Stefan Johansson believes that the current crop of Formula 1 drivers lack the ruthless and relentless streaks that many of the sport’s former greats boasted.
Johansson raced in F1 between 1983 and 1991, sharing the grid with icons such as Alain Prost, Ayrton Senna, Nelson Piquet and Nigel Mansell throughout this era.
The 1980s and 1990s were notable for some explosive intra-team rivalries, particularly between Prost and Senna at McLaren, and Piquet and Mansell at Williams.
Writing in his latest blog, Johansson compared these rivalries to that of Mercedes drivers Lewis Hamilton and Nico Rosberg over the past two years as they have gone head-to-head for the championship.
“In 2014, there was certainly a lot more hate on display between Nico and Lewis,” Johansson said. “This year it’s all sort of been a bit polite with both guys saying the other did ‘a great job.’
“When you’re that close to a teammate in terms of competitiveness and you can’t beat him any other way you’ve got to figure out something that will tip the balance. You have to try to undermine their confidence or get them off balance psychologically somehow.
“That’s what Nelson did so effectively. He was ruthless, not only with Mansell but with Senna as well, calling him all sorts of things. He didn’t care. He’d do whatever it took unsettle his rivals mentally. It sort of worked and it definitely got under their skin.
“To be a great driver you need ego and relentless drive. That’s why you don’t quite have the epic battles today that F1 used to have.
“Mansell, Senna, Prost, Piquet, Lauda, Schumacher – they were brutal, every one of them, ego-maniacs of epic proportions in their own different ways.
“You have to be like that to be at the top level. That’s missing today. You don’t feel it. [Fernando] Alonso seems to me the only one left from that era where you resort to anything to win.”
Lawrence led all 16 laps of both races after taking the holeshot in the second moto and grabbing the lead from Dylan Ferrandis in Turn 2 of Moto 1. Lawrence claimed a four-second lead in Moto 1 and five seconds in Moto 2, but as dominant as it seems on paper, there were some exciting moments during the weekend. In the second race, Lawrence wanted to build an advantage that would allow him to maintain his pace and he nearly high-sided a couple of times in heavy ruts.
In his second race back from a concussion, Ferrandis finished in the runner-up spot with a second in Moto 1 and a third in Moto 2. While his finish of second overall goes into the record books, Pro Motocross points are rewarded for each individual race and that meant Ferrandis lost eight points in championship battle to Lawrence. With Sexton failing to mount up for the race, Ferrandis advanced to second in the standings with an 18-point gap to Lawrence. Equally important, Ferrandis gained ground in the SuperMotocross World Championship (WSX) points and now has a gap of 44 over 21st-place Justin Starling.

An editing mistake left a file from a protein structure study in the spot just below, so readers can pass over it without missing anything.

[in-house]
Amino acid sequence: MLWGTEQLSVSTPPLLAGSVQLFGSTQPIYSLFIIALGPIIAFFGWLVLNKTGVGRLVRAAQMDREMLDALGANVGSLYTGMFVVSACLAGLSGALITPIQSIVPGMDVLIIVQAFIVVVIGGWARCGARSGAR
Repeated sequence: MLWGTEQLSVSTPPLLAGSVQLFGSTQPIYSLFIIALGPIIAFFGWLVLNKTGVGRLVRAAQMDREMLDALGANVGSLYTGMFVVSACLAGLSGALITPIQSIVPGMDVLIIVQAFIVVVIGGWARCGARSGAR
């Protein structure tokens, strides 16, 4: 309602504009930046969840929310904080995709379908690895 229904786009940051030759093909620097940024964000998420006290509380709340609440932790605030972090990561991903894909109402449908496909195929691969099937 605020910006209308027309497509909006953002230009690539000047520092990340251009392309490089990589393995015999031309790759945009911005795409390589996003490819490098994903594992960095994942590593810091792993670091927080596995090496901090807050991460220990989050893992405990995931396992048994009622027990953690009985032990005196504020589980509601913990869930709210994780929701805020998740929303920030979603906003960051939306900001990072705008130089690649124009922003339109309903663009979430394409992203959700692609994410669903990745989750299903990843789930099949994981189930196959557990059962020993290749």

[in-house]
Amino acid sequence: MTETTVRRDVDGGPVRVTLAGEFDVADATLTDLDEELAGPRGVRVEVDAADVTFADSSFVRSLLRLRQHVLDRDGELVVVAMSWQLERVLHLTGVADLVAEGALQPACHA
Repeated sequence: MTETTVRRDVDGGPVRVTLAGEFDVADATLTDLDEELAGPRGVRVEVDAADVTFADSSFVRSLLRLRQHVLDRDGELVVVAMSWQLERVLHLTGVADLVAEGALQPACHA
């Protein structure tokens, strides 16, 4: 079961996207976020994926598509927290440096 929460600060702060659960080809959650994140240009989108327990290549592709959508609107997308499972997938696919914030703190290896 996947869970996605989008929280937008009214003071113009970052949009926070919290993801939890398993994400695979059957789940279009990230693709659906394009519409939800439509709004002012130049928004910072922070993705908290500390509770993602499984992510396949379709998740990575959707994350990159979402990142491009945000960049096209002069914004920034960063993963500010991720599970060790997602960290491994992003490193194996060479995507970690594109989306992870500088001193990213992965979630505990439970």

Cooper Webb is also in his second round since returning from a Supercross injury suffered in Nashville at the end of their season. Claiming results of fourth and second in the two races, Webb earned 40 SuperMotocross points at Hangtown and closed in on Sexton in the WSX battle. Sexton entered Hangtown with a large enough lead that he could not be overtaken, but he is now only 38 points up and could face a difficult decision next week at Thunder Valley in Lakewood, Colorado if he wants to hold onto his lead.
Aaron Plessinger had an adventurous weekend in which he seemed to close on Lawrence in his second race before crashing and dropping to fourth. Coupled with a fifth-place finish in Moto 1, he earned 35 points and was credited with fourth overall.
Cashing in on confidence he gained in the final rounds of the Supercross season, Adam Cianciarulo earned his first top-five of the Pro Motocross championship after narrowly missing out last week with a sixth. He earned the distinction with consistent results of fifth in Moto 1 and fourth in Moto 2.
The Lawrence brothers made history last week as the first siblings to win in two Pro Motocross divisions on the same day. Fans should get accustomed to seeing this happen with some regularity as Hunter Lawrence posted identical results in Hangtown to those he had at Fox Raceway in the season opener.
In both races, Lawrence got off to a slow start in Moto 1 and had to claw his way back to the podium. He dominated Moto 2 in both rounds to earn the overall victories.
Justin Cooper did not allow Lawrence to gain much of an advantage in the Motocross points’ standings, however. Finishing second in both motos, the earned only one point less than Lawrence. His modest showing in Round 1 of the outdoor season has him 12 points out of first in the championship standings.
Haiden Deegan scored his first moto win in just his fourth start in the series. In the first race of the day, he had to withstand constant pressure from Cooper, but when his teammate closed in on him, Deegan reached down and found a little more speed. Now that he’s won one of these races, he has his sight set on challenging Lawrence for the title. Deegan is second in the Pro Motocross championship standings with a 10-point deficit to the leader.
RJ Hampshire rounded out the top five with a pair of fifth-place results and 32 points for the round. Even though the deficit is a whopping 61 points, Hampshire climbed to second in the SuperMotocross championship standings now that Jett Lawrence has moved to the big bikes.
Jalek Swoll struggled last week and finished 21st overall at Fox Raceway. This week, he finished on the cusp of 10th in both races with a ninth in Moto 1 and 11th in Moto 2. In the SuperMotocross standings, he has a lot of ground to make up. He currently sits 49th on the chart with a 70-point gap to Chance Hymas, who is on the bubble to earn a guaranteed position in the SMX Mains for the three playoff races that will be held on September.